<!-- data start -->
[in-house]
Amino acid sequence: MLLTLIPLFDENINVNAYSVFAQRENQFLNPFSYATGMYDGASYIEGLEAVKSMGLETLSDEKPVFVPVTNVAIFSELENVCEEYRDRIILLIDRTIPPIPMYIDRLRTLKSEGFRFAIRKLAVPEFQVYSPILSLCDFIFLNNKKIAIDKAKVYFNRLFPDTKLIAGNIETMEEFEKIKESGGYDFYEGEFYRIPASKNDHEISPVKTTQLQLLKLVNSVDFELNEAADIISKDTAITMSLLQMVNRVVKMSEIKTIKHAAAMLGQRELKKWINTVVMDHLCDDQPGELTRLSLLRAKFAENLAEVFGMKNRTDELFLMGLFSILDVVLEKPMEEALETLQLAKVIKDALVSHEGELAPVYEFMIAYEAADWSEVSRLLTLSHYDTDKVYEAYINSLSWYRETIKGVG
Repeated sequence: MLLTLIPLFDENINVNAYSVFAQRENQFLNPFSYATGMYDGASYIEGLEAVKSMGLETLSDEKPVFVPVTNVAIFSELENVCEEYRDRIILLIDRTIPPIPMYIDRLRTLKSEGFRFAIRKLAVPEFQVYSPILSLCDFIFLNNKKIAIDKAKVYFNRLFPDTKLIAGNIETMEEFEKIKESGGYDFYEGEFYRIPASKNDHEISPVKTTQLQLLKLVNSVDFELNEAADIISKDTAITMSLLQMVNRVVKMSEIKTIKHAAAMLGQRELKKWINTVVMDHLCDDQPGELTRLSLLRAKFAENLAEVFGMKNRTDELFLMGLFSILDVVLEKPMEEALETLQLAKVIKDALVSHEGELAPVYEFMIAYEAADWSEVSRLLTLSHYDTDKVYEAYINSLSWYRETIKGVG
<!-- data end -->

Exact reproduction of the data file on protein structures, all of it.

[in-house]
Amino acid sequence: MLLTLIPLFDENINVNAYSVFAQRENQFLNPFSYATGMYDGASYIEGLEAVKSMGLETLSDEKPVFVPVTNVAIFSELENVCEEYRDRIILLIDRTIPPIPMYIDRLRTLKSEGFRFAIRKLAVPEFQVYSPILSLCDFIFLNNKKIAIDKAKVYFNRLFPDTKLIAGNIETMEEFEKIKESGGYDFYEGEFYRIPASKNDHEISPVKTTQLQLLKLVNSVDFELNEAADIISKDTAITMSLLQMVNRVVKMSEIKTIKHAAAMLGQRELKKWINTVVMDHLCDDQPGELTRLSLLRAKFAENLAEVFGMKNRTDELFLMGLFSILDVVLEKPMEEALETLQLAKVIKDALVSHEGELAPVYEFMIAYEAADWSEVSRLLTLSHYDTDKVYEAYINSLSWYRETIKGVG
Repeated sequence: MLLTLIPLFDENINVNAYSVFAQRENQFLNPFSYATGMYDGASYIEGLEAVKSMGLETLSDEKPVFVPVTNVAIFSELENVCEEYRDRIILLIDRTIPPIPMYIDRLRTLKSEGFRFAIRKLAVPEFQVYSPILSLCDFIFLNNKKIAIDKAKVYFNRLFPDTKLIAGNIETMEEFEKIKESGGYDFYEGEFYRIPASKNDHEISPVKTTQLQLLKLVNSVDFELNEAADIISKDTAITMSLLQMVNRVVKMSEIKTIKHAAAMLGQRELKKWINTVVMDHLCDDQPGELTRLSLLRAKFAENLAEVFGMKNRTDELFLMGLFSILDVVLEKPMEEALETLQLAKVIKDALVSHEGELAPVYEFMIAYEAADWSEVSRLLTLSHYDTDKVYEAYINSLSWYRETIKGVG